Playing the Field: US swimming sings ‘Call Me Maybe’
Last week we wrote about the U.S. women’s soccer team tackling “Party in the U.S.A.” by Miley Cyrus.
But in the never-ending quest to have every human being on Earth record a “Call Me Maybe” music video, the U.S. swim team has obliged. To be fair, they did a much better job than the soccer team did with “Party in the U.S.A.” No one was signing on the toilet, for instance.
I’m rather impressed by the fact that they actually got the whole team involved. Even Michael Phelps opens the video. I’m surprised he didn’t big-time them, honestly.
Franklin, the 17-year-old who is swimming in a U.S. women’s record seven events in London, really dominates the video. She already took a bronze as part of the 4×100-meter freestyle relay on Saturday. That would be the 6-foot-2 Franklin who opens the airplane sequence with some serious dance choreography. She’s easy to spot throughout the video with her very long, straight hair. Elizabeth Beisel, who took a silver medal in the 400-meter individual medley Saturday, is also easy to spot thanks to her bleach-blonde hair.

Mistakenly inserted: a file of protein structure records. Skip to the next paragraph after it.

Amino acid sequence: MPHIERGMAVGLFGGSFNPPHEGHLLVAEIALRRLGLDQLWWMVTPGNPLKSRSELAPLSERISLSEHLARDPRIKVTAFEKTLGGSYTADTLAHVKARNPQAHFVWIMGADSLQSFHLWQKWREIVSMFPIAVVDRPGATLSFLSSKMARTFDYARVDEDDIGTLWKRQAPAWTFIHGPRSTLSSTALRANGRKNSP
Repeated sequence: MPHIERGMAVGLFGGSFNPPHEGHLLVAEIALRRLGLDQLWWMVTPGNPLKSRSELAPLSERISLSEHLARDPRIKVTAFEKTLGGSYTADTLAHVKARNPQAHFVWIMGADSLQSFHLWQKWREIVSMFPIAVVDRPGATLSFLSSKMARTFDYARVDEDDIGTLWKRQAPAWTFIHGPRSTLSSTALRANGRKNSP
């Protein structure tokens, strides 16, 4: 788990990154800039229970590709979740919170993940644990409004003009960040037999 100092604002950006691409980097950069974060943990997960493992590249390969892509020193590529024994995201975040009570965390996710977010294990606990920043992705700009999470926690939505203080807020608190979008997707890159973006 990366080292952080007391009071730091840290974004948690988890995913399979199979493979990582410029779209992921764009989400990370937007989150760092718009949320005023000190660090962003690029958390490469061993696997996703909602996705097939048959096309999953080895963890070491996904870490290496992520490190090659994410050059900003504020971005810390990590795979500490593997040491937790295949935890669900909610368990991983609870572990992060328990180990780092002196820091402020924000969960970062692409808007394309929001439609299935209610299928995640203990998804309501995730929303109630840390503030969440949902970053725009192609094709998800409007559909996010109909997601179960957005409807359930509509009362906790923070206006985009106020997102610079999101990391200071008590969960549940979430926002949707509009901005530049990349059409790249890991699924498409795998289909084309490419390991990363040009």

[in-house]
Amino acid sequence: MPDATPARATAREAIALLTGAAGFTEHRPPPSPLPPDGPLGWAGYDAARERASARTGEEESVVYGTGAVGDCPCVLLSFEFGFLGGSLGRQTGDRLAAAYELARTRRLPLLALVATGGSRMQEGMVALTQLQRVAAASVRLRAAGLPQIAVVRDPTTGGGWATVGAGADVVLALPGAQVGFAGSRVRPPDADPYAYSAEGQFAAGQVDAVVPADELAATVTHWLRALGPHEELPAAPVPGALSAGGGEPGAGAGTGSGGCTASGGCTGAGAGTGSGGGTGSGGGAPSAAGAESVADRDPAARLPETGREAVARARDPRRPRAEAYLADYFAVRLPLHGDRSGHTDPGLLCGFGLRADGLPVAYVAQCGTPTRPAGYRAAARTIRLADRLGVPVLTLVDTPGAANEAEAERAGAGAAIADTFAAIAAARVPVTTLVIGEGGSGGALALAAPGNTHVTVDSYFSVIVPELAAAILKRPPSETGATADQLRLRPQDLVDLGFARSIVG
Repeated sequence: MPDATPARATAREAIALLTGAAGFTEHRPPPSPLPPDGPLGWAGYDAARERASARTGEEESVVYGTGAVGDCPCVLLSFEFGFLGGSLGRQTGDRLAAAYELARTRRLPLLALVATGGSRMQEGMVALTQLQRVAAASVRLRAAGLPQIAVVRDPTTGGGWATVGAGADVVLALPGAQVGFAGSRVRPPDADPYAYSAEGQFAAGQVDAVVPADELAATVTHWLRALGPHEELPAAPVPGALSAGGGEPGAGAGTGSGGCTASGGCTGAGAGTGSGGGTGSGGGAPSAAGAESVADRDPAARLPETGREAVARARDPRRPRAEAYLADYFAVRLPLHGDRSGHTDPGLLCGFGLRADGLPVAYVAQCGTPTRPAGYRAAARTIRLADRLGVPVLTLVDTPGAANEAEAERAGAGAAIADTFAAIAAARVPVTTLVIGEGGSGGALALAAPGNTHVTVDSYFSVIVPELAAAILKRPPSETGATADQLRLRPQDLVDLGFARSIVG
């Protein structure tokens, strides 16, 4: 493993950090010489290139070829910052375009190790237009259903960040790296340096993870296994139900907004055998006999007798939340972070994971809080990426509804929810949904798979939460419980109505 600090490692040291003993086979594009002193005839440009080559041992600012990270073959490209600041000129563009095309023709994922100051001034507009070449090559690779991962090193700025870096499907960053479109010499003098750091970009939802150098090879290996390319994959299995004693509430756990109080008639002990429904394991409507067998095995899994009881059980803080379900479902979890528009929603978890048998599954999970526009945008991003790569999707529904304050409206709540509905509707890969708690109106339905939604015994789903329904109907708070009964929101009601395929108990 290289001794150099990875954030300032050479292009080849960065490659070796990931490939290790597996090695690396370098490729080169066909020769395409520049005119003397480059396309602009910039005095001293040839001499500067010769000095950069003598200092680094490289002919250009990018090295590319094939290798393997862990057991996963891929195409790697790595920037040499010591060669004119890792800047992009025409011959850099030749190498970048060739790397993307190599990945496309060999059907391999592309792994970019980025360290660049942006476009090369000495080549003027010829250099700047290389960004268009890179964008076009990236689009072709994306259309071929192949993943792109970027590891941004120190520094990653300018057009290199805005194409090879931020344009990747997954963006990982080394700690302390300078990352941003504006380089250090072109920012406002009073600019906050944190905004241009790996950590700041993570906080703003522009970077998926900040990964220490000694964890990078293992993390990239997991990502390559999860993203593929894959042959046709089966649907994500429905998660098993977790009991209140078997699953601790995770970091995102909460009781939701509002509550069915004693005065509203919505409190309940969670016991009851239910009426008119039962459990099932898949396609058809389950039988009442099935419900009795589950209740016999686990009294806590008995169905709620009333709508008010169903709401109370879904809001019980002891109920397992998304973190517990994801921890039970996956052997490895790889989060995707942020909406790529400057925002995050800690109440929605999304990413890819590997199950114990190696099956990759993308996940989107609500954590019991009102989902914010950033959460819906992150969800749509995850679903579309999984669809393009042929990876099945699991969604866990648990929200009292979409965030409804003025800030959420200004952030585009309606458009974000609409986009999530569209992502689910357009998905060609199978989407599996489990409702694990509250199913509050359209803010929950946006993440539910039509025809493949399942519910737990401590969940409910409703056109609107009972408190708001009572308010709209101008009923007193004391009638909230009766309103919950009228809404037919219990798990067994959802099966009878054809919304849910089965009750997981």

I’m also a big fan of Ryan Lochte’s contribution at the 1:01 mark where he stares indignantly at the camera and then blows it a kiss. That is a boss.
This post is on tape delay
Maybe the most amazing part of the U.S. swimming video is that NBC didn’t hold off on showing it until the last day of the Games.
Every Olympics we go through the same thing with NBC as it shows events only on tape delay. The network has finally provided live streaming coverage online, but the streams are way too clogged and constantly go through starts and stops. But on the live stream, you get the British announcers who were awful in my first experience listening to them cover swimming on Saturday. It might just be the laid-back British style, but there was no enthusiasm whatsoever. They truly Joe Buck-ed every call. It would’ve been nice to hear Rowdy Gaines and Dan Hicks on the call.
Michael Phelps and Ryan Lochte met in the 400-meter individual medley at 2:30 p.m. Eastern time. It was shown on NBC on the East Coast about six hours later, and the West Coast didn’t get to see it until literally the next day.
But maybe most egregious of all, NBC didn’t even stream the Opening Ceremonies online. The West Coast was watching them until midnight their time, which was 8 a.m. in London! They had already long been into the first day of events. NBC’s excuse was that the ceremonies were “too complex” for us to understand without the expert commentary of Matt Lauer and Bob Costas. If you watched the ceremony, you are still waiting for that expert commentary just like I am.
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